- published: 01 Mar 2016
- views: 2203
A Fixers campaign led by Tholani Alli: http://www.fixers.org.uk/news/14196-11208/african-languages-matter.php A Londoner with Nigerian roots is encouraging young people to learn their mother tongue to preserve African languages and culture. Tholani Alli, from Tower Hamlets, is worried that many young Brits are forgetting their ancestral language and leaving behind a huge part of their cultural identity. *Disclaimer: As a charity which covers every issue, we do not claim to have expertise in any particular area. If you are looking for advice or support, please visit the websites listed at the end of this film, or contact your GP. We also reserve the right to remove any comments which do not meet our guidelines.
For more detailed information visit: http://www.afronerd.co.za/2016/10/widely-spoken-languages-africa/ References : http://www.nationsonline.org/oneworld/african_languages.htm http://www.endangeredlanguages.com/ http://www.africaranking.com/most-spoken-languages-in-africa/ http://www.africa.com/many-african-languages/
JP is two and a half years old and can speak Xhosa fluently. He travels to Khayelitsha with his parent's house keeper, on a regular basis. Khayelitsha is a very dangerous area where few white people would dare to enter. Enjoy the video!!!
Top 10 most spoken African Languages 1. Swahili - 107 million 2. Hausa - 50 million 3. Oromo - 30 million 4. Yoruba - 30 million 5. Zulu - 28 million 6. Amharic - 25.8 million 7. Igbo - 25 million 8. Fulani - 24 million 9. Berber - 23 million 10. Somali - 20 million #africanlanguages #languagesofafrica #zivo #zivolearning #swahili #hausa #oromo #yoruba #zulu #amharic #igbo #fulani #berber #somali
Africa is Not A Country, and other interesting facts about Africa To subscribe https://www.youtube.com/c/ThisOtherGuyBW?sub_confirmation=1 More Videos https://www.youtube.com/c/ThisOtherGuyBW/videos Twitter https://twitter.com/This_OtherGuy Facebook https://www.facebook.com/ThisOtherGuyOnline Background to This Video There are several different theories regarding the origin of the name “Africa”; Most etymologists believe the name is derived from Afri, the title for a group of people who dwelt in North Africa near Carthage around the third century B.C., and -ca, the Roman suffix for “country” or “land”; Ancient Greeks and Romans originally used the term “Africa” to apply only to the northern region of the continent. In Latin, the word Africa means “sunny,” and the word Aphrike in Gree...
Hello AE Fam, we have missed you all. Enjoy our new video.In this video, we interviewed non-africans on what they think about African languages. Don't forget to give it a thumbs up if you like it.We love you and we love reading your comments:) #bsa QUESTION FOR THIS WEEK: What african countries speak these languages? SUBSCRIBE TO OUR CHANNEL: https://m.youtube.com/channel/UCnHJXFW4bgQi5NbojAmRpQw OTHER VIDEOS YOU WOULD LIKE: Breaking Stereotypes About Africa Part 1: https://www.youtube.com/watch?v=qERii56tFmA Our Last Video: https://www.youtube.com/watch?v=CtjyLBhOols BE SOCIAL WITH US | BIZE ULAŞIN Facebook: https://m.facebook.com/ayoandebun Instagram: https://www.instagram.com/ayoandebun/ For sponsorship, advert placement and other enquiries: firstname.lastname@example.org Tra...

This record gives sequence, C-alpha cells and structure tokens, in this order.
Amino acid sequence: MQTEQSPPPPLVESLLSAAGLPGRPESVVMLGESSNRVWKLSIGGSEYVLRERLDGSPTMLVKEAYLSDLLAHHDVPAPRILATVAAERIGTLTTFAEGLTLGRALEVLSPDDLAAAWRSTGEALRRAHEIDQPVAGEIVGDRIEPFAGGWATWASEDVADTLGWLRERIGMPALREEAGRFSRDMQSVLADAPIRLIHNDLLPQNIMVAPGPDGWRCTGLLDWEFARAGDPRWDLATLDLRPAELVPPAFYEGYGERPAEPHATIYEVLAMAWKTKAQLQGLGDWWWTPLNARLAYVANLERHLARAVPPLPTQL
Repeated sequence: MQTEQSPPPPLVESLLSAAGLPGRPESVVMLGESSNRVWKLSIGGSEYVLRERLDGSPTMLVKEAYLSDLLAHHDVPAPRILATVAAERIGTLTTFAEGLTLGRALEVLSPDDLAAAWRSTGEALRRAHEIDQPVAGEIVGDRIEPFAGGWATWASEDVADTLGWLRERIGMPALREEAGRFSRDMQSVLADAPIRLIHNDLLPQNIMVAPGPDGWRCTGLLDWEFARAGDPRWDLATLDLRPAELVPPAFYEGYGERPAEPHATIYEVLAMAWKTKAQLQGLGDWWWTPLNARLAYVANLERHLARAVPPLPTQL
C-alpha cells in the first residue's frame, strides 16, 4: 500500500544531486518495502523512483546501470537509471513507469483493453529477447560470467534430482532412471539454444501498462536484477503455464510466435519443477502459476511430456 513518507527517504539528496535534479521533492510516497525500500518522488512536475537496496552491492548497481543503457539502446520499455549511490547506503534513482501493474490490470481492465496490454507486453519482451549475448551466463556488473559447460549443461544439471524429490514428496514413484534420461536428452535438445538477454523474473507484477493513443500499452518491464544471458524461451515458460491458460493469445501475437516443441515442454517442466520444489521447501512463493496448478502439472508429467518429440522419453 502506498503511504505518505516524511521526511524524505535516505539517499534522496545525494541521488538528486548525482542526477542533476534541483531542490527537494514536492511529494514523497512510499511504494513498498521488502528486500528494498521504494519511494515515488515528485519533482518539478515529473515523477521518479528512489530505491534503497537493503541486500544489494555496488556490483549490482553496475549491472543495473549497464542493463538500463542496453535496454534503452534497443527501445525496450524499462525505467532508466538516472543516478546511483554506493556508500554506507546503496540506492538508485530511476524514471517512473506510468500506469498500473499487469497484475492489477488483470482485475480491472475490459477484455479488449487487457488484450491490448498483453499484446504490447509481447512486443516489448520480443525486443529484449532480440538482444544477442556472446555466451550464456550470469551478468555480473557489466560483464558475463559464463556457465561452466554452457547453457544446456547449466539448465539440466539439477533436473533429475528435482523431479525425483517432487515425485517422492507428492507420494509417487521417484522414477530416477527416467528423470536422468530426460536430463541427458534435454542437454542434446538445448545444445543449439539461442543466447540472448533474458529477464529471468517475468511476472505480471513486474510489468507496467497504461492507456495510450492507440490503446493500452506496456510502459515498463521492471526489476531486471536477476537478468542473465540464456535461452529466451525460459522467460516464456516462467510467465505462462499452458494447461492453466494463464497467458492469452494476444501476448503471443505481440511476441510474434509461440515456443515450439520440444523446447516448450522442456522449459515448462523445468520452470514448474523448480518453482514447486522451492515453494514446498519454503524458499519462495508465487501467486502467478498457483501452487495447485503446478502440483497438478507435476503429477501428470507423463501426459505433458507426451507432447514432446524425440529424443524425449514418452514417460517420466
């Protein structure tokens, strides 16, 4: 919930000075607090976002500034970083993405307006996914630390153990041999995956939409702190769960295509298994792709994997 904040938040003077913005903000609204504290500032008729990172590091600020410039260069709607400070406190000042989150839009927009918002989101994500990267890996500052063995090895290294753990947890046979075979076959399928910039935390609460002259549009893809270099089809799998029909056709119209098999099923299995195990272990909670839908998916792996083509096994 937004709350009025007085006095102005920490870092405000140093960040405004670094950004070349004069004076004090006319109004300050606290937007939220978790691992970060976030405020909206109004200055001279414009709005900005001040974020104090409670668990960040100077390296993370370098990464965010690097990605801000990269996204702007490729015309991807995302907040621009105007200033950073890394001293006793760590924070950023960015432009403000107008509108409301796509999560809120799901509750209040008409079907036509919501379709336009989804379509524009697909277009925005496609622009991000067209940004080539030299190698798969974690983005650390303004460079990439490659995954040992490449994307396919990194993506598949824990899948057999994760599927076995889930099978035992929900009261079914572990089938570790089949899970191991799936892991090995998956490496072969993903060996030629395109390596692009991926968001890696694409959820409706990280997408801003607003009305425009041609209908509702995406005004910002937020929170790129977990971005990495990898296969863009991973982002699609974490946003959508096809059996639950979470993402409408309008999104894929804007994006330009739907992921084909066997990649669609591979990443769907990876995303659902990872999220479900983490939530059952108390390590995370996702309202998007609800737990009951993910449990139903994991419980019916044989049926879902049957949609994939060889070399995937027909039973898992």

Newly introduced Swahili classes for Chinese living in Kenya have been increasing in popularity. Swahili is the official and national language of both Kenya and Tanzania with Uganda recently putting measures in place to promote its official use. With more Chinese settling within the region , the number of Chinese students taking up the classes is growing .Susan Mwongeli reports
Twitter: https://twitter.com/PolyglotFiles With 11 official languages (you read that right), South Africa is one of the most linguistically diverse countries on Earth! From European languages to languages with click sounds to a language with a consonant inventory of 51 consonants (you read that one right too), cruising through different neighbourhoods is like visiting separate countries each with separate tongues. Add in tones, double negative adverbs, and languages merging with one another, and South Africa is one of the most linguistically dynamic countries around. Twitter: https://twitter.com/PolyglotFiles
Mr Jeremy is looking for a Gambian wife, a Senegalese wife, an American wife and a Canadian wife. He lived in Senegal and Gambia for about 4 years and that is where he learned to speak wollof fluently. Share this post if you are proud to be a Senegambian.
Here is the first of 10 interactive segments, where Nyiwech interacts with your child and encourages them to learn. In this segment Nyiwech teaches your child to learn how to count to ten in 8 different African languages and in English through song. The languages are: Twi (Ghana), Swahili (Kenya), Yoruba (Nigeria), Bari, Tong Moinjang, Tok Naath, Shilluk, Luo (South Sudan) and in English.
The Language of Africa series highlights a number of languages spoken around the continent and explores the personal and cultural connections each language has for its speaker. These abbreviated clips are an excellent way of introducing the multiculturalism and linguistic diversity found throughout the continent and provide students with an opportunity to think about the way their use of a specific language(s) carries with it historical and cultural connotations as well. In this particular video, Professor Zoliswa Mali provides an example of the Sesotho language. Sesotho is one of the official languages of South Africa and is the national language of Lesotho. For more information on the Sesotho language, please follow the link here: http://www.sesotho.web.za/.